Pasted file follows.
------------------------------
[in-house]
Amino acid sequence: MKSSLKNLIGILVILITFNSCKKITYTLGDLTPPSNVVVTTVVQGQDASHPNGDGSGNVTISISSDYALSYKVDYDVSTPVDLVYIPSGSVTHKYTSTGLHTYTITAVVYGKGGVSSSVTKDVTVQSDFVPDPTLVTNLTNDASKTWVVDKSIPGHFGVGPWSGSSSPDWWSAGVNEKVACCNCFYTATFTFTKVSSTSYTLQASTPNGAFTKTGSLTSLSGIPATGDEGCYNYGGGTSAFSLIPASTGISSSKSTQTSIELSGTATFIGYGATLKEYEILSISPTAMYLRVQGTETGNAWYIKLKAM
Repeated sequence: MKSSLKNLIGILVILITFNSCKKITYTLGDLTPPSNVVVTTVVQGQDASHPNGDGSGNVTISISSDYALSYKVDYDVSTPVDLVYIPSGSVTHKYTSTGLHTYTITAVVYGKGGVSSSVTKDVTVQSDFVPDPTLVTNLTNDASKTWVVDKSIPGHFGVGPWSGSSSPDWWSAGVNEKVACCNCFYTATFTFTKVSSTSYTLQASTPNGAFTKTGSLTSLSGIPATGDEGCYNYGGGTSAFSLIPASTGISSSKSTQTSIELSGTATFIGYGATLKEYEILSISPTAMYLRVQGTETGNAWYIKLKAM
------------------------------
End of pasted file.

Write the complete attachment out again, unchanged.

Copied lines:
[in-house]
Amino acid sequence: MKSSLKNLIGILVILITFNSCKKITYTLGDLTPPSNVVVTTVVQGQDASHPNGDGSGNVTISISSDYALSYKVDYDVSTPVDLVYIPSGSVTHKYTSTGLHTYTITAVVYGKGGVSSSVTKDVTVQSDFVPDPTLVTNLTNDASKTWVVDKSIPGHFGVGPWSGSSSPDWWSAGVNEKVACCNCFYTATFTFTKVSSTSYTLQASTPNGAFTKTGSLTSLSGIPATGDEGCYNYGGGTSAFSLIPASTGISSSKSTQTSIELSGTATFIGYGATLKEYEILSISPTAMYLRVQGTETGNAWYIKLKAM
Repeated sequence: MKSSLKNLIGILVILITFNSCKKITYTLGDLTPPSNVVVTTVVQGQDASHPNGDGSGNVTISISSDYALSYKVDYDVSTPVDLVYIPSGSVTHKYTSTGLHTYTITAVVYGKGGVSSSVTKDVTVQSDFVPDPTLVTNLTNDASKTWVVDKSIPGHFGVGPWSGSSSPDWWSAGVNEKVACCNCFYTATFTFTKVSSTSYTLQASTPNGAFTKTGSLTSLSGIPATGDEGCYNYGGGTSAFSLIPASTGISSSKSTQTSIELSGTATFIGYGATLKEYEILSISPTAMYLRVQGTETGNAWYIKLKAM